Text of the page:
With Half-Life: Alyx on the horizon, now feels like a good time to talk about canon*. Canon – that collection of ideas, characters, and events held to be ‘official’ and existing within the creators’ universe. Which is to say everything that Half-Life: A Place in the West is not. The comic, as pure fan fiction, is stringently non-canonical. So, what is it that canon means to us and how we go about situating our story in the framework Valve’s provided us with?*May or not have been prompted by a bit of heckling I received on Twitter by the so-called ‘@lorekeeperhl’, who questioned one of our creative choices. As they should. They are the lore keeper, man.
If this were six, seven years ago I would have greeted the announcement of a new Half-Life game with something akin to excitement. After all, it’s a series I quite enjoy – one I enjoyed so much I co-produced a comic based on its world. But as time went by and distance between the present and the release of the last instalment grew, that potential for excitement began to wane. Instead, it found its way into the comic. By and large this wasn’t the worst thing in the world. Confident in our grasp of Half-Life’s particulars, our plans for the comic became increasingly ambitious, and for Mike and myself the franchise was APW. In the sense that this mindset allowed us to focus on telling our own unique story, this was profoundly liberating. Half-Life served us.
And then in November 2019, Valve announced a new VR exclusive – the aforementioned Half-Life: Alyx. And it was coming in March. Like, four months. A decade and change of nothing and then it’s coming in four months. Oh, Valve. It’s exactly what almost every fan of the series had been waiting for. Well, not exactly; a prequel that sent us back to City 17 wasn’t quite the follow-up to Episode Two’s cliffhanger folks had wanted, but who’s really going to complain about a new Half-Life game?
I mean, who’d do that? What kind of people would greet this announcement with trepidation, even a touch of dismay? Well, probably all those fans - like me - who can't actually play Alyx owing to the expense of the hardware. But there's another class of person, a bad class, and two such individuals would be myself and Michael Pelletier. To be fair, Mike mostly took it in his stride, but me, well, I kinda panicked. And I panicked because of a fiction I’d told myself in the interim between Episode Two and the inevitable follow-up: that we were canonically in the clear. Which is not to say I’d lost my mind and considered us canon, but rather that the essentials of the Half-Life universe were such that nothing we had chosen to pursue would be contradicted by Valve’s future choices.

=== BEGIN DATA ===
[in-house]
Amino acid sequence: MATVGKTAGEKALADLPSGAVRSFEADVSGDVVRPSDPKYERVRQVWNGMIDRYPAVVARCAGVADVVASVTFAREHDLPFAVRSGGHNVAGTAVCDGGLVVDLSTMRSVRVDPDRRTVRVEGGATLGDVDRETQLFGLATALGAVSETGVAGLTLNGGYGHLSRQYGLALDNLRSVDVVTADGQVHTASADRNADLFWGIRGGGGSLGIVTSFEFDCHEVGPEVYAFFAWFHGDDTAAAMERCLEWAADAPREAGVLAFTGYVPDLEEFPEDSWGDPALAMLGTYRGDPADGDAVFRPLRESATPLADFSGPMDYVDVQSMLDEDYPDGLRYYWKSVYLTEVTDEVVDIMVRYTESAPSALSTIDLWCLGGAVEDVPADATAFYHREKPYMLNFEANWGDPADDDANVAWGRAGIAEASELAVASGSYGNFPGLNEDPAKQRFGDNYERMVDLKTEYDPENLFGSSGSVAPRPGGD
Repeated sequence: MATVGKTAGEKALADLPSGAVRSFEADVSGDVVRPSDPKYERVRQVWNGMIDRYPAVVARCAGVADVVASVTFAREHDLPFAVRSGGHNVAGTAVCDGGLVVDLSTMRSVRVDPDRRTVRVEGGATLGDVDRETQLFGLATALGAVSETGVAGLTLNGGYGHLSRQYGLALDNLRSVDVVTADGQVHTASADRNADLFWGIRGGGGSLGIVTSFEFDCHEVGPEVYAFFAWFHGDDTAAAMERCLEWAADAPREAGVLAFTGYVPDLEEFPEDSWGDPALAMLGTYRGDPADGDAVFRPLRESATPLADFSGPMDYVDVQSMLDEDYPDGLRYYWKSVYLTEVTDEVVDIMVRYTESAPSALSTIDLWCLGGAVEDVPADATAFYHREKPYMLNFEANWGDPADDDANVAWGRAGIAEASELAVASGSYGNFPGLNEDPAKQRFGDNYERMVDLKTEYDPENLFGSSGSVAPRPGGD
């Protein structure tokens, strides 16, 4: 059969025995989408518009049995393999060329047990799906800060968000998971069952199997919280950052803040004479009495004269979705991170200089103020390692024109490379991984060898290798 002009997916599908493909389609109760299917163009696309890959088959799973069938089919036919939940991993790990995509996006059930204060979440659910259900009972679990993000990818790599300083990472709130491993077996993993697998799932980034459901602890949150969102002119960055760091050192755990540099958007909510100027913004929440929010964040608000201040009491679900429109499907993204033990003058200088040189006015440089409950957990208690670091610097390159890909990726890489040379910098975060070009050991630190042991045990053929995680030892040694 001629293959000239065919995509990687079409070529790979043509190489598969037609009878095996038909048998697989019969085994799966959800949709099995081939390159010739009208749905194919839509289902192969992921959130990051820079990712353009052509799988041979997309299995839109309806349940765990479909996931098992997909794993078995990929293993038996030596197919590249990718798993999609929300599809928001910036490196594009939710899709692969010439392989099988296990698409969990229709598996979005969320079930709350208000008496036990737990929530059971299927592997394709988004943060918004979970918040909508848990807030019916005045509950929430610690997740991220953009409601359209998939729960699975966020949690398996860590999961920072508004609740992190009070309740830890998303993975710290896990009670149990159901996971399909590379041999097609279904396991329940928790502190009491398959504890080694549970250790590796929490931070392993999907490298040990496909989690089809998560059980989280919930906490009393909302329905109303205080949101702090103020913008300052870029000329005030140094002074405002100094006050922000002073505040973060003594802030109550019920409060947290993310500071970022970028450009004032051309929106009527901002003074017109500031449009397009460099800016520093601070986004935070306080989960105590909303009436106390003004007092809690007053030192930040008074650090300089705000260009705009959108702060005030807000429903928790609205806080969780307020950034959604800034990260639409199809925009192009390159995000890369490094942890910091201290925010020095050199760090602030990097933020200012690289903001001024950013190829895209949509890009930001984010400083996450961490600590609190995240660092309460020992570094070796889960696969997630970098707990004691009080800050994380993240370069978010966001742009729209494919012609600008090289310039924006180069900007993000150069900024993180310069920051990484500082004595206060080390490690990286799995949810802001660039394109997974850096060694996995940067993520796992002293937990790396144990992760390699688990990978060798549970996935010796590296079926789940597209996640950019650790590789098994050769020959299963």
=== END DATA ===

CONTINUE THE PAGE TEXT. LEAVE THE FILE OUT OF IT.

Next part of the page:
This was a problem of my own making, because...of course they would. This seems especially true given one of our antagonists was the leader of the HECU, a main faction in the first game. Of course, I say “was”, but canonically he was not. Tricky, isn’t it?
It was as simple as a screenshot. The Alyx announcement landed with a (very impressive) trailer and a set of (also very impressive) images, and one such bit of media took aim at the very linchpin of our story: it appeared that the Combine’s Citadel was under construction. Indeed, Valve’s own description clarified the Citadel’s place in the story: ‘[The] shadow of a rising Combine fortress known as the Citadel’. And with the promotional materials showcasing a Combine airship of some sort (The Vault?), it suggested a whole new angle on the Combine’s invasion. Given that APW was built on the notion that one of the Combine Citadels had vanished in the process of jumping from the Overworld to Earth, anxiety ensued.
Since HL2’s release in 2004, Valve has always been very clear about one golden rule: the games, and the games alone, are all that can be considered canon. If it’s cited, explained, discussed, or explored in the context of their games, it’s canon. If it’s an ancillary source such as, say, Raising the Bar or interviews with Marc Laidlaw (or really anyone from Valve, but Laidlaw was always the go-to guy for story-related questions. That’s not terribly surprising...he did write it), it’s not. And the games do not explain how the Citadels arrived on Earth, other than that once they did it took the Combine’s armies a mere seven hours to conquer the planet. That’s it!